CONYERS -- The attorney for the owner of Villa Serena in north Rockdale County says the county's lawsuit seeking to shut down leasing of the facility is an "ill-founded governmental attack" on the owner's reasonable and lawful use of her property.
Rockdale County filed its lawsuit in December 2010 against Villa Serena LLC and Nancy H. Smith and Denton C. Smith of Monroe. The county claims that the large home on East Hightower Trail in north Rockdale County is operated as a commercial event site without the proper licensing and permits, that it violates zoning in the Watershed -- Non-Reservoir Area district, and that its operation endangers the quality of drinking water in nearby Big Haynes Creek Reservoir. The county notes in its complaint that the septic system on the property, which was built for a single-family home, is not adequate to accommodate large numbers of people attending events.
According to the Smiths' attorney, Andrew (Andy) J. Welch III, Mrs. Smith bought Villa Serena from a bank more than 10 years ago when the house was in disrepair. Welch stated in a press release sent to the Citizen Monday that Mrs. Smith maintains Villa Serena as a personal residence and leases the home and grounds for weddings. She also donates use of her property for local charitable events, recently for Project ReNeWal, Welch wrote.
Welch maintains that the county's evidence of zoning violations is largely based on a visit to Villa Serena by two female undercover investigators with the Rockdale County Sheriff's Office in November 2010. The officers posed as potential clients who were interested in renting the facility for a wedding. Welch stated that the two investigators were armed with a pocket-book camera to secretly record the visit; however, the tape has not been filed with the court.
"I think that's because the video does not support the county's claims," Welch stated of why the video has not been filed in the case. "It merely shows a tour of Mrs. Smith's home and back yard. The video actually supports my clients' position that the property is maintained as a home and leased from time to time for weddings and receptions."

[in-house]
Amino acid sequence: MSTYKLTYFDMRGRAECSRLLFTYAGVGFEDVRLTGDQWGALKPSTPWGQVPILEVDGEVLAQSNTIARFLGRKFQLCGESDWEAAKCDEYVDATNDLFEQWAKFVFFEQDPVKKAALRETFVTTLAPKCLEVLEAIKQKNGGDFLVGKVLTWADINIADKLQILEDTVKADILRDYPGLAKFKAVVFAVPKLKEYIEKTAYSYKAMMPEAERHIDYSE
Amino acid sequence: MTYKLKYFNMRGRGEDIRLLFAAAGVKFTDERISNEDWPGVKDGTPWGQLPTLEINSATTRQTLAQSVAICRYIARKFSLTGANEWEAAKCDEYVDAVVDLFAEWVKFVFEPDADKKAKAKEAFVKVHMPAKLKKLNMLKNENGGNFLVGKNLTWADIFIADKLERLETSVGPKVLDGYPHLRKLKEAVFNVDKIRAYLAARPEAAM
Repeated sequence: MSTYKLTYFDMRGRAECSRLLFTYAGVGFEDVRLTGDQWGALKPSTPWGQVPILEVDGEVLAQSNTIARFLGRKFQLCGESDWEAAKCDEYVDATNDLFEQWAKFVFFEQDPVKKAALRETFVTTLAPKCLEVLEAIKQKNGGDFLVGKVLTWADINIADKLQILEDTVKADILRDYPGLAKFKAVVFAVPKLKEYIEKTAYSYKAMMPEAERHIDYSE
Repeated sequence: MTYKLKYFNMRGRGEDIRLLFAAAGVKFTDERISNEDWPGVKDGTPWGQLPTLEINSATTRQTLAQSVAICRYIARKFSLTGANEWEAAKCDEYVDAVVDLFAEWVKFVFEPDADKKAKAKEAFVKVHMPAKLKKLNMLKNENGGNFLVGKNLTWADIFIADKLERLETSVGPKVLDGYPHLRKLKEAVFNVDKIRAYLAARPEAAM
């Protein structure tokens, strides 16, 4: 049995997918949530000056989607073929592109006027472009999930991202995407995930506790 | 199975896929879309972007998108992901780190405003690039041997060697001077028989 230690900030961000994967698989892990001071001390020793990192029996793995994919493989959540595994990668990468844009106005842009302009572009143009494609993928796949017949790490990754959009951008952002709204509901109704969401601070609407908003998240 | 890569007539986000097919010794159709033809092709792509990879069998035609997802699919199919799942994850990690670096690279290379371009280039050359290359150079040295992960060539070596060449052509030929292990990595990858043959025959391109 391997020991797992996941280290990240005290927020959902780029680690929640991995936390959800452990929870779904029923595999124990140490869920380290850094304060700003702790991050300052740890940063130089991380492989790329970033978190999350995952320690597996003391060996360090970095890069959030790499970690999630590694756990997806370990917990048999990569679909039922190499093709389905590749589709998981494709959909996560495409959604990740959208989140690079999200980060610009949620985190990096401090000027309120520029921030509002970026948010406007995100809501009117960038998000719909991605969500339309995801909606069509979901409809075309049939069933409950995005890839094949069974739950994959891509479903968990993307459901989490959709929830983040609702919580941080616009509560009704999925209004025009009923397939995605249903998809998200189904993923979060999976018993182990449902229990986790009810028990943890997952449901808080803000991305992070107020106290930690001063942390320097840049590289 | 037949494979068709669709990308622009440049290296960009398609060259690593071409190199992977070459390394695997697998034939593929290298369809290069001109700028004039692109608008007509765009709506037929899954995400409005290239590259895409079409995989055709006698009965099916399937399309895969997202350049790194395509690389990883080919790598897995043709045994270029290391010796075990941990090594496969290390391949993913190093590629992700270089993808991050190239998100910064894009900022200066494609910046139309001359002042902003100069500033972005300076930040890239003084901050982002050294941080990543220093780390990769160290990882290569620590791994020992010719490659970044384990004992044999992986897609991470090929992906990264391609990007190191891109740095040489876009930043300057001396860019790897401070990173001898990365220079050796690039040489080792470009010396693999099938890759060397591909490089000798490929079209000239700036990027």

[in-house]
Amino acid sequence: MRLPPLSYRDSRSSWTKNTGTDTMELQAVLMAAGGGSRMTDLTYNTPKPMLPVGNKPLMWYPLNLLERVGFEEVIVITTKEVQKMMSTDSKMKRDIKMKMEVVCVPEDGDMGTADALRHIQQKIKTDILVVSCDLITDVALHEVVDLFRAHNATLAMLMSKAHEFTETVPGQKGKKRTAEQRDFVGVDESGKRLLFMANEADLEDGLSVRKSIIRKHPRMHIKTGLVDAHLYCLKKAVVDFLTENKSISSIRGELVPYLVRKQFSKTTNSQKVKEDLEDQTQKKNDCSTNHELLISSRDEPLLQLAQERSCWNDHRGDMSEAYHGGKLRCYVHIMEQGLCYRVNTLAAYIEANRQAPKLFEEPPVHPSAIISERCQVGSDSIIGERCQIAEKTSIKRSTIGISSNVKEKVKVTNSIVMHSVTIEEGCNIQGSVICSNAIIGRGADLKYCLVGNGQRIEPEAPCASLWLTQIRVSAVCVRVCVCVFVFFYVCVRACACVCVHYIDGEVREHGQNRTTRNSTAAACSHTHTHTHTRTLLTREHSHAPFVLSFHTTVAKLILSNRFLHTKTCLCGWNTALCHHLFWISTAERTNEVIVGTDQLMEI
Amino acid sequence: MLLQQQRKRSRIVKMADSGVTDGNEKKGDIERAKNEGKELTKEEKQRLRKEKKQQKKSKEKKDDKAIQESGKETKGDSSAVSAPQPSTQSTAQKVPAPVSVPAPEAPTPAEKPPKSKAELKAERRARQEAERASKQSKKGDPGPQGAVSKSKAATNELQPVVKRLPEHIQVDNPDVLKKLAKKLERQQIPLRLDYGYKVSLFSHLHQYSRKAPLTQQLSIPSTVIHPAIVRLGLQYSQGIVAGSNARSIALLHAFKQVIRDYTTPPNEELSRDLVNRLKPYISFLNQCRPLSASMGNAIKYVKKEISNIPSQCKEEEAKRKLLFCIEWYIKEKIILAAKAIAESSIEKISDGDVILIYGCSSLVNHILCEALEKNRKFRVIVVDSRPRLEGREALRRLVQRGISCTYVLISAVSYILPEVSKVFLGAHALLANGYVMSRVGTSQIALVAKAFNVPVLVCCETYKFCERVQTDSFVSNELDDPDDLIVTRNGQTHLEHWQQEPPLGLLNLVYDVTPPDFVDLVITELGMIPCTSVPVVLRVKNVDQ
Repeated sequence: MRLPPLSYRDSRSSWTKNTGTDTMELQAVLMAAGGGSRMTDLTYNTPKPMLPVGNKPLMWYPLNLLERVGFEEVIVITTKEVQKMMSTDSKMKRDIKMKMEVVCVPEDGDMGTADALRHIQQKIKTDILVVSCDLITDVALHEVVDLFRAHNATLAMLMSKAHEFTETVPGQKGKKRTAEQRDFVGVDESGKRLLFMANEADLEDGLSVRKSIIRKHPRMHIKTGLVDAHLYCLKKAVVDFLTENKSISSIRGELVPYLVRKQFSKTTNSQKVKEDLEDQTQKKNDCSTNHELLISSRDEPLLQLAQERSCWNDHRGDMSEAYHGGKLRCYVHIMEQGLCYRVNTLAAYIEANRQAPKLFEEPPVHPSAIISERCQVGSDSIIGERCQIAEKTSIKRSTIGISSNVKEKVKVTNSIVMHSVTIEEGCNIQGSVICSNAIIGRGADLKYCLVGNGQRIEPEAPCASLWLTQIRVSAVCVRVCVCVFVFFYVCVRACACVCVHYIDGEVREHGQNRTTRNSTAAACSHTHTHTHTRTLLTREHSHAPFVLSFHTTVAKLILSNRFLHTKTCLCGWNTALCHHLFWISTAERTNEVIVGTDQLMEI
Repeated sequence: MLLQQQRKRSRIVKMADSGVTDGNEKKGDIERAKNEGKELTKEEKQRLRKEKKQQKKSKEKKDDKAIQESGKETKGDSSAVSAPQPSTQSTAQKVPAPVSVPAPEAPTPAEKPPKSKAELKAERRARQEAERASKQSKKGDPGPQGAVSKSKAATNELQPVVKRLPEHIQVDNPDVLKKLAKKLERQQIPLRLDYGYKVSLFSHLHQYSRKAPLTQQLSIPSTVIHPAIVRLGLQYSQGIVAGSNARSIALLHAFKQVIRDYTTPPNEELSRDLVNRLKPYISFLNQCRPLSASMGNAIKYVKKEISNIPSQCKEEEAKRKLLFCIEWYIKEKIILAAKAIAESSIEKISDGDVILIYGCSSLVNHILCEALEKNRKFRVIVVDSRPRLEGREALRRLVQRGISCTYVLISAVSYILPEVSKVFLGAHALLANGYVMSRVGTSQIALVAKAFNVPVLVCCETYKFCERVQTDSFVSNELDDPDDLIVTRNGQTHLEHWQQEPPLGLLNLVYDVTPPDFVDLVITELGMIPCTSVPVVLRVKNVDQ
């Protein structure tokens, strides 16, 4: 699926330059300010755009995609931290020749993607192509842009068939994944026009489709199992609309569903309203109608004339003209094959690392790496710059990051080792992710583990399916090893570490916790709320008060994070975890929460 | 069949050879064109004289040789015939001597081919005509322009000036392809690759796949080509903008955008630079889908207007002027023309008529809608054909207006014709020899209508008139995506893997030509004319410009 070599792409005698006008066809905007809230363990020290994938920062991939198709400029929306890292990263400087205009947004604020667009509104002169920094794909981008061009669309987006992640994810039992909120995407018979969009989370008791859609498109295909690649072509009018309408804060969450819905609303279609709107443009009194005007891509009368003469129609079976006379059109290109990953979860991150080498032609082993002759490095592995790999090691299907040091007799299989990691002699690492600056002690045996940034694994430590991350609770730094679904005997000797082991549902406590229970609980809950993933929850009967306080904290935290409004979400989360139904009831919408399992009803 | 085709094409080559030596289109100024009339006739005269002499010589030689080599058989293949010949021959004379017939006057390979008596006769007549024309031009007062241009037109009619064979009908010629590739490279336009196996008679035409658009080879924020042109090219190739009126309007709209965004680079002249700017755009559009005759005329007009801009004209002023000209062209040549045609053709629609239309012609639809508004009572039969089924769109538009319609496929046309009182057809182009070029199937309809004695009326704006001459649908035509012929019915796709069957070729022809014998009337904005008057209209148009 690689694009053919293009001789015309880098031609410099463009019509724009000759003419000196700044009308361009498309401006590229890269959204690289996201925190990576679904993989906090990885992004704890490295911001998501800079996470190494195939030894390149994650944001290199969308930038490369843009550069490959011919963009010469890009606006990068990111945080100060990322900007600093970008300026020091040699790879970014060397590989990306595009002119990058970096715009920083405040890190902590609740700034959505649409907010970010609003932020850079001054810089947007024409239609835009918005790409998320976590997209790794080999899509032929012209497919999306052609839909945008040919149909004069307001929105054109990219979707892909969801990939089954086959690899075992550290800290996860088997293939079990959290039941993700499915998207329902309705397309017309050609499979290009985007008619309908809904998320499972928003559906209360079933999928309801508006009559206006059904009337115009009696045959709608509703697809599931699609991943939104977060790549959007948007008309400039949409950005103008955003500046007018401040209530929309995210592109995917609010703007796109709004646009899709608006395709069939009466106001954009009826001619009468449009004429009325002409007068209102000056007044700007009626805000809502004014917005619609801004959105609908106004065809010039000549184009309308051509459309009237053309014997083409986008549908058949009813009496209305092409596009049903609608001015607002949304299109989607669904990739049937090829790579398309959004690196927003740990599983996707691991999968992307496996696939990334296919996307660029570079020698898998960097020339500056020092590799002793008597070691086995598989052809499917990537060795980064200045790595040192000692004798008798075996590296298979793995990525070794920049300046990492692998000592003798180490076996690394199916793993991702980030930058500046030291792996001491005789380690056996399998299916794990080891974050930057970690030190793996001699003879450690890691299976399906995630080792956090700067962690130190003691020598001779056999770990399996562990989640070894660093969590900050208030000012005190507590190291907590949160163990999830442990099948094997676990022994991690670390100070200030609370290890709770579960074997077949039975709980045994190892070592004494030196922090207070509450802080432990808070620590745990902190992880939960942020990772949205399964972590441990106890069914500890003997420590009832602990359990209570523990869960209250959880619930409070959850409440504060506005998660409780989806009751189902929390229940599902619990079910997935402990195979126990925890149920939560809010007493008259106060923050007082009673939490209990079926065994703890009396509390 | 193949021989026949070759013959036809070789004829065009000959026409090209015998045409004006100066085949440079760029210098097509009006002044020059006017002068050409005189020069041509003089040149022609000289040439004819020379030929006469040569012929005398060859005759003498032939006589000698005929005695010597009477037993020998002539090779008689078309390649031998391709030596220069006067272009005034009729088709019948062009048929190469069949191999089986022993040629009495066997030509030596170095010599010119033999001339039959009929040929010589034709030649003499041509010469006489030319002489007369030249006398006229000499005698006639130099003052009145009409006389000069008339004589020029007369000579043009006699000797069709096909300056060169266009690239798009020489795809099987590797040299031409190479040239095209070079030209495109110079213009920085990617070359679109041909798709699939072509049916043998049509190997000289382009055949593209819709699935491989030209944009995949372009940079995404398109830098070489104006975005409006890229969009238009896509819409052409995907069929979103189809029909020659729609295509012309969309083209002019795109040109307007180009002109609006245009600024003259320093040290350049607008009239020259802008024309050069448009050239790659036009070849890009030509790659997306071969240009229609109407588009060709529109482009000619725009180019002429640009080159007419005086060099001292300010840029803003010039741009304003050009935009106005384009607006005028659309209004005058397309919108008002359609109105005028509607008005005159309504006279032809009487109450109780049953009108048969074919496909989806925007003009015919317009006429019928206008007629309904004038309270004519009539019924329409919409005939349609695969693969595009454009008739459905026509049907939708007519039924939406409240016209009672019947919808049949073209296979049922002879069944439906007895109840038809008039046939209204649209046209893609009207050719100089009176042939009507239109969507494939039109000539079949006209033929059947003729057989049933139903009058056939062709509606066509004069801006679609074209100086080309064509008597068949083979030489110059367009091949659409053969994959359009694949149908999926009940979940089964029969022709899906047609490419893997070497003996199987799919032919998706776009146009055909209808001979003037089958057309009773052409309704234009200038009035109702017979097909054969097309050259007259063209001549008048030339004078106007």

The county also claims that occupational taxes should be paid on the operation of Villa Serena. According to Welch, the Smiths maintain that the county's occupational tax ordinance fails to include a state law exemption for leasing property. According to Welch, the county's ordinance is "overreaching, imposing an illegal tax on people in violation of the state statutes and the Georgia Constitution."
In response to the county's claim that Villa Serena's use as a wedding facility poses a danger of contamination to the county's Big Haynes Creek Reservoir, Welch said that a certified soil scientist had inspected the property and found that the two septic systems did not endanger or adversely impact the water quality of the reservoir. Welch added that the county has not conducted an inspection of the septic system in more than 20 years.
Robert Kendall, a Georgia Department of Public Health board-certified soil classifier and certified professional soil scientist by the Soil Science Society of America, stated in a 2011 affidavit that he had evaluated the facilities at Villa Serena and determined that there is "no evidence that the septic system is inadequate, failing, malfunctioning or in a state of bad repair."
In addition, Kendall stated that he did not think that the two septic systems pose any "actual or threatened harm to the members of the general public or any particular individual person. Furthermore, I do not think the two septic systems endanger or actually adversely impact the water quality of Big Haynes Creek Reservoir.
Both parties in the case have asked for legal and attorneys fees.
The county first sought to stop the leasing of Villa Serena as an event facility in the summer of 2009 when letters were written to the Smiths stating that they were in violation of the Watershed Protection zoning and asking that they cease operations. The county ultimately filed its lawsuit on Dec. 2, 2010, which was followed by numerous filings on both sides.
Rockdale filed a motion for summary judgement and dismissal of the Smiths' counterclaims on July 14, 2011, and a hearing was held on Nov. 10, 2011. There has not yet been a ruling on that motion.